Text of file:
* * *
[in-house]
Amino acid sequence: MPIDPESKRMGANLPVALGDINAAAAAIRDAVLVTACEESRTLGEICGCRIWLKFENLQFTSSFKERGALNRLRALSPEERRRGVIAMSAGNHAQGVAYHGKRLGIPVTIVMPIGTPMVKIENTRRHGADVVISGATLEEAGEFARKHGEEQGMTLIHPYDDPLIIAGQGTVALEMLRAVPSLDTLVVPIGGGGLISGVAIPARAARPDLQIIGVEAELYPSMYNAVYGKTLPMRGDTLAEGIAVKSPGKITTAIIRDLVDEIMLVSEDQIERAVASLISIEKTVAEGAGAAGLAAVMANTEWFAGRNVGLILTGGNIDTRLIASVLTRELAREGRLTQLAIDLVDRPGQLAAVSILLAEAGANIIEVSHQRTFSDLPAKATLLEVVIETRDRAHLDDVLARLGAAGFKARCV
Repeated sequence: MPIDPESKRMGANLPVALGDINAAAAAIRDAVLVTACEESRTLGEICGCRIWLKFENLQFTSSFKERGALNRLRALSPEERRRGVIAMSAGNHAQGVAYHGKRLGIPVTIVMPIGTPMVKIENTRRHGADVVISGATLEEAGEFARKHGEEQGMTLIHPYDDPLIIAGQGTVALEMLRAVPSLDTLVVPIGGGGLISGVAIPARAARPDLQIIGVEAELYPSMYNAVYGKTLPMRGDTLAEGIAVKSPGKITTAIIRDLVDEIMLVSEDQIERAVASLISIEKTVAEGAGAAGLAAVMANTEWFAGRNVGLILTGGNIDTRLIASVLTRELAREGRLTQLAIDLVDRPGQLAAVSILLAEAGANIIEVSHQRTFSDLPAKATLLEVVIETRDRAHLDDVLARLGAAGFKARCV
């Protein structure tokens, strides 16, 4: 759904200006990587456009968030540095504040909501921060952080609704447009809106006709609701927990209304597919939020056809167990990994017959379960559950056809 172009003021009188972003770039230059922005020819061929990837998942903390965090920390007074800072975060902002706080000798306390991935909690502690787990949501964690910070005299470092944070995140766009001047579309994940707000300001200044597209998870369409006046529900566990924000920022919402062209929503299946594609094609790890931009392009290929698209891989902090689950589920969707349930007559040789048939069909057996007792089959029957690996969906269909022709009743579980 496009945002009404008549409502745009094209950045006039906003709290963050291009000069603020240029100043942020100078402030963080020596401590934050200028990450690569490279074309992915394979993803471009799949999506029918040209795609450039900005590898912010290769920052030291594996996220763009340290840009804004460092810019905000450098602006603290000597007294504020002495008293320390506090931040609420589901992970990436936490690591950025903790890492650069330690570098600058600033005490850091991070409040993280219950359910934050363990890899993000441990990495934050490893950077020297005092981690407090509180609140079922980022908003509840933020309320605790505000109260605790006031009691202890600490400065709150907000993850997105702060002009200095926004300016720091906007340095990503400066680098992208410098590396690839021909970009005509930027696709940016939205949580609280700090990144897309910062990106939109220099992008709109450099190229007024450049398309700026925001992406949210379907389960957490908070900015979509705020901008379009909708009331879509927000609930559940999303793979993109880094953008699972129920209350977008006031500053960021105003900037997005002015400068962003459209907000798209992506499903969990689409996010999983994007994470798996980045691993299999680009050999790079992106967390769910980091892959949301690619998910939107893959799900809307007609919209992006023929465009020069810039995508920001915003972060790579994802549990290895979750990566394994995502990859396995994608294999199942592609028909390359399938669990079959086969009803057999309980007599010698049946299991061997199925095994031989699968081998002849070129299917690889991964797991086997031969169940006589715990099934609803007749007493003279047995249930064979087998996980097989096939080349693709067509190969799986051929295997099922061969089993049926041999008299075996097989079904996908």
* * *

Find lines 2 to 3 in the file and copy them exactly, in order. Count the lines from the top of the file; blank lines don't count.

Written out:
Amino acid sequence: MPIDPESKRMGANLPVALGDINAAAAAIRDAVLVTACEESRTLGEICGCRIWLKFENLQFTSSFKERGALNRLRALSPEERRRGVIAMSAGNHAQGVAYHGKRLGIPVTIVMPIGTPMVKIENTRRHGADVVISGATLEEAGEFARKHGEEQGMTLIHPYDDPLIIAGQGTVALEMLRAVPSLDTLVVPIGGGGLISGVAIPARAARPDLQIIGVEAELYPSMYNAVYGKTLPMRGDTLAEGIAVKSPGKITTAIIRDLVDEIMLVSEDQIERAVASLISIEKTVAEGAGAAGLAAVMANTEWFAGRNVGLILTGGNIDTRLIASVLTRELAREGRLTQLAIDLVDRPGQLAAVSILLAEAGANIIEVSHQRTFSDLPAKATLLEVVIETRDRAHLDDVLARLGAAGFKARCV
Repeated sequence: MPIDPESKRMGANLPVALGDINAAAAAIRDAVLVTACEESRTLGEICGCRIWLKFENLQFTSSFKERGALNRLRALSPEERRRGVIAMSAGNHAQGVAYHGKRLGIPVTIVMPIGTPMVKIENTRRHGADVVISGATLEEAGEFARKHGEEQGMTLIHPYDDPLIIAGQGTVALEMLRAVPSLDTLVVPIGGGGLISGVAIPARAARPDLQIIGVEAELYPSMYNAVYGKTLPMRGDTLAEGIAVKSPGKITTAIIRDLVDEIMLVSEDQIERAVASLISIEKTVAEGAGAAGLAAVMANTEWFAGRNVGLILTGGNIDTRLIASVLTRELAREGRLTQLAIDLVDRPGQLAAVSILLAEAGANIIEVSHQRTFSDLPAKATLLEVVIETRDRAHLDDVLARLGAAGFKARCV